And they marched from mount Hor, by the way that leadeth to the Red Sea, to compass the land of Edom. And the people began to be weary of their journey and labour: And speaking against God and Moses, they said: Why didst thou bring us out of Egypt, to die in the wilderness? There is no bread, nor have we any waters: our soul now loatheth this very light food.

Wherefore the Lord sent among the people fiery serpents, which bit them and killed many of them.

Upon which they came to Moses, and said: We have sinned, because we have spoken against the Lord and thee: pray that he may take away these serpents from us.

And Moses prayed for the people. And the Lord said to him: Make a brazen serpent, and set it up for a sign: whosoever being struck shall look on it, shall live. Moses therefore made a brazen serpent, and set it up for a sign: which when they that were bitten looked upon, they were healed.

John 3:14-15
And as Moses lifted up the serpent in the desert, so must the Son of man be lifted up: That whosoever believeth in him, may not perish; but may have life everlasting.

 

Decan Two: Ophiucus

Ophiucus holds Serpens such that the snake is divided in half, rendered harmless. Interestingly, the Greek poet, Aratus (d. 240 B.C.) describes Ophiucus as trampling Scorpius with his feet, a fascinating truth given the words of Genesis  3:15:

I will put enmities between thee and the woman, and thy seed and her seed: she shall crush thy head, and thou shalt lie in wait for her heel.

Concerning the phrase "she shall crush," the notes to the Douay-Rheims says, "Ipsa, the woman; so divers of the fathers read this place, conformably to the Latin: others read it ipsum, viz., the seed. The sense is the same: for it is by her seed, Jesus Christ, that the woman crushes the serpent's head."


Decan Three: Hercules

Finally, there is the constellation Hercules, the mighty one who traipses across the night sky from April to October -- and steps with his left leg on the head of Draco, the Dragon, on his route (Draco will always be seen in the northern skies throughout the year). What a fine symbol of the victory of the Cross as manifest in St. John's vision of St. Michael and the powers he's been given to fight the dragon. It's especially interesting when you consider that St. Michael is so often depicted as holding scales with which to weigh souls, reminiscent of the Sign of Libra.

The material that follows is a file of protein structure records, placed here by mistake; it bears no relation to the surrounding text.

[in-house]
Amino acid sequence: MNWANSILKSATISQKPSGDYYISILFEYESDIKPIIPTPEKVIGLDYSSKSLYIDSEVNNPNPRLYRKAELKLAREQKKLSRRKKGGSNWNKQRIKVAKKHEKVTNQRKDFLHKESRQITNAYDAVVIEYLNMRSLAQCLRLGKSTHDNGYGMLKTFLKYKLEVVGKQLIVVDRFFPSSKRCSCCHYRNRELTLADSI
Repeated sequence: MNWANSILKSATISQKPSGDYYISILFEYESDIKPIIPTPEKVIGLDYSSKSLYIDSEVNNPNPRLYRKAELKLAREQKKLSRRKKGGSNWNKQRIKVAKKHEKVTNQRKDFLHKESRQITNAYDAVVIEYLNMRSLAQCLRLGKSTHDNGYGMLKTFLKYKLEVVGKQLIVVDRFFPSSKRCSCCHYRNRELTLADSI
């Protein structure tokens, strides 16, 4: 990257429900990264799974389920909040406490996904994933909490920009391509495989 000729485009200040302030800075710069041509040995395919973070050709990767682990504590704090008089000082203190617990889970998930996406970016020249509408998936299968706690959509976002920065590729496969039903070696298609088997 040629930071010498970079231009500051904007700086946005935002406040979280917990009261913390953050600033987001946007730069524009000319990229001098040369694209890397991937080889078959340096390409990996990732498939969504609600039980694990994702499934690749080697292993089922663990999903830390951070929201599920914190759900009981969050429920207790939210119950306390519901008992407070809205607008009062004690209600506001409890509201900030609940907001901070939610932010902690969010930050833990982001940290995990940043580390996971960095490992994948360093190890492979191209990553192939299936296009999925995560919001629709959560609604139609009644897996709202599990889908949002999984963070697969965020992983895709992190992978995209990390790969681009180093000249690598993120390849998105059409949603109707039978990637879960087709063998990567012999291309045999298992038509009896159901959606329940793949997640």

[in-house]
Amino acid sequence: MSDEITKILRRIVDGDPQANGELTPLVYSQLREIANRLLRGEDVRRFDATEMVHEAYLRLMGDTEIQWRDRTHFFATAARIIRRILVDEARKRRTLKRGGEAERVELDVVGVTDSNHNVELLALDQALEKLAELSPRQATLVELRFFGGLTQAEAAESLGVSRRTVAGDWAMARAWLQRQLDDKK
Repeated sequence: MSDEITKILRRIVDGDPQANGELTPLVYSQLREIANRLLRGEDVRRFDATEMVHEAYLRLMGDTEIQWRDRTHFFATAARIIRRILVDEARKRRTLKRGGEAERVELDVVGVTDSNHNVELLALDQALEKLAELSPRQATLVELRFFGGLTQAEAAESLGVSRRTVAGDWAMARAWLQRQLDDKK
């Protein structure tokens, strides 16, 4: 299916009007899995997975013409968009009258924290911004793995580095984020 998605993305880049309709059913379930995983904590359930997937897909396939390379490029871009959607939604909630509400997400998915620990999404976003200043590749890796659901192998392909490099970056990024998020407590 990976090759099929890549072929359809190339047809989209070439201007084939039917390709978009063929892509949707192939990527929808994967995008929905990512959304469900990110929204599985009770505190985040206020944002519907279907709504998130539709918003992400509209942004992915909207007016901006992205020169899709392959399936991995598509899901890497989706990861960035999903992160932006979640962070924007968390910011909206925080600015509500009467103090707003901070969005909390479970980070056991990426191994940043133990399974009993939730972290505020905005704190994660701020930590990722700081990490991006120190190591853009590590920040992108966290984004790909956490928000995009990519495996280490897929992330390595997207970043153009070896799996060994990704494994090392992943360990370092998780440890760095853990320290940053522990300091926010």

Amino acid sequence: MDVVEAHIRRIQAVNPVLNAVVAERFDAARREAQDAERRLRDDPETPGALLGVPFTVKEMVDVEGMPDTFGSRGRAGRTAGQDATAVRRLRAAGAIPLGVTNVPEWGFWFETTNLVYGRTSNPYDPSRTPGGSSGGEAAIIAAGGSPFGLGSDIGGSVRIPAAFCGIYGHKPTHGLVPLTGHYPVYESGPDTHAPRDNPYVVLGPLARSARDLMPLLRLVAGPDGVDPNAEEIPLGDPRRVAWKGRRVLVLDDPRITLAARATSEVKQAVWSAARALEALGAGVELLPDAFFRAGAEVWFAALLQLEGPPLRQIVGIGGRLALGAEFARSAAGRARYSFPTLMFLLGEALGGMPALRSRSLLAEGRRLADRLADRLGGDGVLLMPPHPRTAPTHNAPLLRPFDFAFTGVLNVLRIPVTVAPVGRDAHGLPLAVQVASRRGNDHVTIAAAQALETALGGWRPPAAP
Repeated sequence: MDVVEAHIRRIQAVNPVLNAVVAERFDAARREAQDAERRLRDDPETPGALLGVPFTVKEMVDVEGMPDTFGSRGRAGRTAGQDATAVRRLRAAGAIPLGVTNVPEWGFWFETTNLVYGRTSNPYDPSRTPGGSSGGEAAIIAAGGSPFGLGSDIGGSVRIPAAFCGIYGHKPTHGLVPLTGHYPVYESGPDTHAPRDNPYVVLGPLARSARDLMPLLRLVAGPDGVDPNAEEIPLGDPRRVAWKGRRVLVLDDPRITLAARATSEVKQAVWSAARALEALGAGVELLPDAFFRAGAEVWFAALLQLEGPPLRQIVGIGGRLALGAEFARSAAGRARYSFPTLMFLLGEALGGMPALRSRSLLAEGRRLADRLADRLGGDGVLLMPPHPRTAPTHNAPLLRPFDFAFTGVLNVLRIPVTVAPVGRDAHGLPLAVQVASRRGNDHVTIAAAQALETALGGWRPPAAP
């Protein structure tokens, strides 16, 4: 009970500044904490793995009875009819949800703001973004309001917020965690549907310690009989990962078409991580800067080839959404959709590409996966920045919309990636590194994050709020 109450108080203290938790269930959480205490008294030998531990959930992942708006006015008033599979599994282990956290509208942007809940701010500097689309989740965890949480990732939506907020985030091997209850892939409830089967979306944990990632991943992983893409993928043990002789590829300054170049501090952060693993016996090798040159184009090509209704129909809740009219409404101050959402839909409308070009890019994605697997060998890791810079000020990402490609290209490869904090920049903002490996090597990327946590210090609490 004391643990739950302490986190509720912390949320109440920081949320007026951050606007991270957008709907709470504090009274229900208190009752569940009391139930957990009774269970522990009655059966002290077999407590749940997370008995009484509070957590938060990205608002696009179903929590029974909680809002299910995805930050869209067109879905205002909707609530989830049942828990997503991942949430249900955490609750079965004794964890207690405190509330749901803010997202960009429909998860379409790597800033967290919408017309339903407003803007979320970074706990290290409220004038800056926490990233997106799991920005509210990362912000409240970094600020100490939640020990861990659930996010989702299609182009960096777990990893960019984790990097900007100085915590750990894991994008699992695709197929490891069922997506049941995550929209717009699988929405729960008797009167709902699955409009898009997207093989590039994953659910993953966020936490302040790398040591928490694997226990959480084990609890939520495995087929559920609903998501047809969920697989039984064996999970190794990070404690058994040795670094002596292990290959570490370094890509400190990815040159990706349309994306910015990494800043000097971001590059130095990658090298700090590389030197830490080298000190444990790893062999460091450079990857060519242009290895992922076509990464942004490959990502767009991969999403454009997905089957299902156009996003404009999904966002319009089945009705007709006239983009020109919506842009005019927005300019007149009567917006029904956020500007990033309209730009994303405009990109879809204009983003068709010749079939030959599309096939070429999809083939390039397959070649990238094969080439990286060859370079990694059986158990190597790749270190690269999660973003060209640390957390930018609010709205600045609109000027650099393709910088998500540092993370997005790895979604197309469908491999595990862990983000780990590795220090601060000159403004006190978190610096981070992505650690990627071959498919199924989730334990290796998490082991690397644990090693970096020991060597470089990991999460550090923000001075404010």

Apocalypse 12:7-9 7
And there was a great battle in heaven, Michael and his angels fought with the dragon, and the dragon fought and his angels: And they prevailed not, neither was their place found any more in heaven. And that great dragon was cast out, that old serpent, who is called the devil and Satan, who seduceth the whole world; and he was cast unto the earth, and his angels were thrown down with him.


 

 

Scorpius rises in early May, but is best seen in June and, especially, July, just over the southern horizon.

   

Scorpius relative to other stars in the Summer sky:


Table of Contents

The Zodiac

Introduction

A Tour of the Heavens

Envisioning the Celestial Sphere

The Constellations of the Zodiac

Virgo

Libra
Scorpius

Sagittarius

Capricornus

Aquarius

Pisces

Aries

Taurus

Gemini

Cancer

Leo

Summary and a Few Odds and Ends

The Traditional Catholic View of Astrology



Back to Being Catholic
Index